Wahiu expects African countries to continue to experiment with local level governance and make changes as needed.
In some places, local, state and national powers seem contradictory and need to be clarified. He cited one case in South Africa, where the constitution insists on cooperation and coordination between different tiers of government, but also allows the provincial governments some freedom to decide how to implement national policy.
"In the health sector," he said, "the national government is committed to doing things to minimize HIV infection, and they’ve got a national policy. But the ministries cannot dictate priorities to the provincial and local government level or even direct how they use their budgets.
"So you have this reality that the local level is not implementing the national policy, or there is skewed implementation of national policy between one area and another, depending on the skills, level of education of the people who are employed at the different local levels. It creates a haphazard implementation of national policy."
In some African countries, citizens may not have a direct say in allocation of funds and services. But efforts are underway to make it easier for them to petition the government for help with administrative problems.
For example, the constitutions of South Africa, Uganda and Kenya provide for the creation of anti-corruption and human rights commissions that will intercede on behalf of the public.
"The constitution practically removes fees," explained Wahiu. "You don’t pay to access information from these bodies. [And], if you are poor and are not able to go to court, you can go to these commissions and file a complaint, and that body will use state money to try and investigate and give you a solution that works.
"The accessibility of these bodies is unique and different from accessibility of ordinary courts of laws. These bodies are also highly populist in the sense of their compositions. You find constitutions providing for representation of civil society in these bodies, which is unique, because you don’t find representation of civil society in parliament or in the judiciary.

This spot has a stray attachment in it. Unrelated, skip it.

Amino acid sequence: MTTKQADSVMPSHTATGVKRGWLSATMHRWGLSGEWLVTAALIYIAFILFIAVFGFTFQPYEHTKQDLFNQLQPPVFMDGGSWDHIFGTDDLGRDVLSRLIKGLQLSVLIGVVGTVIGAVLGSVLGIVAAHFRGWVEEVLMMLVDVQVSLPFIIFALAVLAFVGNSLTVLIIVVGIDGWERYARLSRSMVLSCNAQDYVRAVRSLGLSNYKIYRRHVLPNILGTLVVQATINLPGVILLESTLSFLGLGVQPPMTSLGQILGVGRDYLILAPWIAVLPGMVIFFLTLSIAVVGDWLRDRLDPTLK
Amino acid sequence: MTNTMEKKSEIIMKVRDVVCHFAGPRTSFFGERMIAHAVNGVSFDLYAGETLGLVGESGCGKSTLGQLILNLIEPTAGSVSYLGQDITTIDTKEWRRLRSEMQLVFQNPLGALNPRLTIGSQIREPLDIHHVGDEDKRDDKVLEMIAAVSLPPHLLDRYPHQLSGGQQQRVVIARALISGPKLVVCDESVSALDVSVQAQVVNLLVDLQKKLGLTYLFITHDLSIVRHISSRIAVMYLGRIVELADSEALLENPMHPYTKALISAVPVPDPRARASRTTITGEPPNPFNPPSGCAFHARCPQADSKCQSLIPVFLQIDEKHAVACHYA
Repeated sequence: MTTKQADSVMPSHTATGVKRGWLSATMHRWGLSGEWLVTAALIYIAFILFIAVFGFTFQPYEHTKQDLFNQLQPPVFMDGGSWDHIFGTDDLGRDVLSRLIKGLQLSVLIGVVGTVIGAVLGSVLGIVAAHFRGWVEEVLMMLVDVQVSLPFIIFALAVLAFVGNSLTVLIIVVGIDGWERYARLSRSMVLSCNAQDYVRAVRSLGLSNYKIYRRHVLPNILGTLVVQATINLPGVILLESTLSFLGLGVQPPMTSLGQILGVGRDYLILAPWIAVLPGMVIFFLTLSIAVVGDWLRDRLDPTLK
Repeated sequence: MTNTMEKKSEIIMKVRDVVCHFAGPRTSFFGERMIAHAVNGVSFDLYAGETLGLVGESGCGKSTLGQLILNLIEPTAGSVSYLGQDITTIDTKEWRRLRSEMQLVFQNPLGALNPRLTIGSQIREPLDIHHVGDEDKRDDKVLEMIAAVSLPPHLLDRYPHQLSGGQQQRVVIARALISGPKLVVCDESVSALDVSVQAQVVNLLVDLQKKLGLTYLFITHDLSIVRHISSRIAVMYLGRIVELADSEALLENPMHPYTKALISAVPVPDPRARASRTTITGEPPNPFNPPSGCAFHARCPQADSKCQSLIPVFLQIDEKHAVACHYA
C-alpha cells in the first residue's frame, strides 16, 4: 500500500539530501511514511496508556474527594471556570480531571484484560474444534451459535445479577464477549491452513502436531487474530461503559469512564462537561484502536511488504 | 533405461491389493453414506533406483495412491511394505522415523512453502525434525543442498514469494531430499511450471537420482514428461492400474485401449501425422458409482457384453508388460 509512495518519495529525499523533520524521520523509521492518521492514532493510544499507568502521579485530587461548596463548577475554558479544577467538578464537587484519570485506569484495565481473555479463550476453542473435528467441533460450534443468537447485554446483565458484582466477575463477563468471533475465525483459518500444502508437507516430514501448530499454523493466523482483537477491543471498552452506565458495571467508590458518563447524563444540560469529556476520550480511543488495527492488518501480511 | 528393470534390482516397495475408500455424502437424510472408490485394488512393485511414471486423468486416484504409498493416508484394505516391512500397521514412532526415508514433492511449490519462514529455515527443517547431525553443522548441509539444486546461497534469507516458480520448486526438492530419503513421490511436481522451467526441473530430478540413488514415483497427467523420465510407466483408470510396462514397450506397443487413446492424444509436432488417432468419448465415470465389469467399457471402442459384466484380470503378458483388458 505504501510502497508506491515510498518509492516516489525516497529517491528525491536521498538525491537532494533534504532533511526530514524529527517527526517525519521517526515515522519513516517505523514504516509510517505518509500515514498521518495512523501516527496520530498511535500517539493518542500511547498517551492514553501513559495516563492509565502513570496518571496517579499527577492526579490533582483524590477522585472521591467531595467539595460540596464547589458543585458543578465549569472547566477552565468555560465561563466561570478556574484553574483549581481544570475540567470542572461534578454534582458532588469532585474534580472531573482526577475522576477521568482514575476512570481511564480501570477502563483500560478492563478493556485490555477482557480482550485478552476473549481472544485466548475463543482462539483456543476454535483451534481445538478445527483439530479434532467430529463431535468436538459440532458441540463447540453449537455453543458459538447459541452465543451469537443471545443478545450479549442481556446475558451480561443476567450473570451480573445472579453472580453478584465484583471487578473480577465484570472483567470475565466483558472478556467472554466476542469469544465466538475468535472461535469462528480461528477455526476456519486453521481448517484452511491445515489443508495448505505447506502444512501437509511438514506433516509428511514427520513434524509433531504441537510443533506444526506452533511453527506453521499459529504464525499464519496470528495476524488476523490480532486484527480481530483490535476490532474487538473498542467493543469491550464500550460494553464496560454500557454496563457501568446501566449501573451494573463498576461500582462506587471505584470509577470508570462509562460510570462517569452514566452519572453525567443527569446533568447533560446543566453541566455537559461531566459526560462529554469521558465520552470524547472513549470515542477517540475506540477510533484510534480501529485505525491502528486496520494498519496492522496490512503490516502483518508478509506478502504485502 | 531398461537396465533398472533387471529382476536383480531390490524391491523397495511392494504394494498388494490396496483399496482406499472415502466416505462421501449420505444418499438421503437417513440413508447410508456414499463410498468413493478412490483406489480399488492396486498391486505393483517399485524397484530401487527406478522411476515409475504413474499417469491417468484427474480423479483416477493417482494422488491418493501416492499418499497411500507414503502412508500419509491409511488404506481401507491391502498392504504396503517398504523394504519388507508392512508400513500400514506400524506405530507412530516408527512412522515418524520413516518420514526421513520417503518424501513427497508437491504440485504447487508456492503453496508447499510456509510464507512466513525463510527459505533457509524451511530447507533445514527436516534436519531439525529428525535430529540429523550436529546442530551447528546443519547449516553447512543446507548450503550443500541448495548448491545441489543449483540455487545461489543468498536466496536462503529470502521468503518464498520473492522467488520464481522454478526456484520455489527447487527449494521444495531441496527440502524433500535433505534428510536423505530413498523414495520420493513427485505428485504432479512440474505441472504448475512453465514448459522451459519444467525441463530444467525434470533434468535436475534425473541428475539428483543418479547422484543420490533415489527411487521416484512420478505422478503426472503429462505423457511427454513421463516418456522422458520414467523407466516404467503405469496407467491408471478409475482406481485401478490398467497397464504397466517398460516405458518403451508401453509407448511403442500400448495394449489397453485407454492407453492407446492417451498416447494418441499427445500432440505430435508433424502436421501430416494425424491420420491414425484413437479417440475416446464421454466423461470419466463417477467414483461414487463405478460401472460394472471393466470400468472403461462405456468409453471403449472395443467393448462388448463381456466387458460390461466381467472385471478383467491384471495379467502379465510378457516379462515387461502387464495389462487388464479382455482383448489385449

"To participate in a parliament," he continued, "you need to belong to a political party. But to participate in a human rights commission, you could be [a] political [activist], provided you are part of a civil society organization like a bar association, a women’s group, or a farmers cooperative."
Enhancing women's participation
Increasing the numbers of women political representatives has also become a big constitutional issue.
Rwanda’s constitution provides a quota for women and other groups in government. As a result, Rwanda has one of the highest numbers of women in parliament in Africa, nearly 50 % in the lower chamber.
Wahiu said Rwanda has similar rules for other organs of government.
"They’ve also created a constitutional forum called an Inter-Political Party Forum," he said, "whose job it is to discipline political parties so no party espouses what they call the ideology of genocide. So [in effect] the forum legitimizes the discourse political parties can have, the issues political parties can engage in and they also check that parties have national character – that their composition is not ethnic, age or gender exclusive."
Recently, Kenya has introduced a constitutional requirement to guarantee women’s membership in parliament, the judiciary and other state organs.
African constitutions also encourage the inclusion of women and minorities in another important way. They now contain a number of international treaties and conventions on human rights, including the rights of women and indigenous people.
African democrats say the combination of structural reforms and progressive legislation should ensure the voices of the poor and disenfranchised are brought into government decision-making.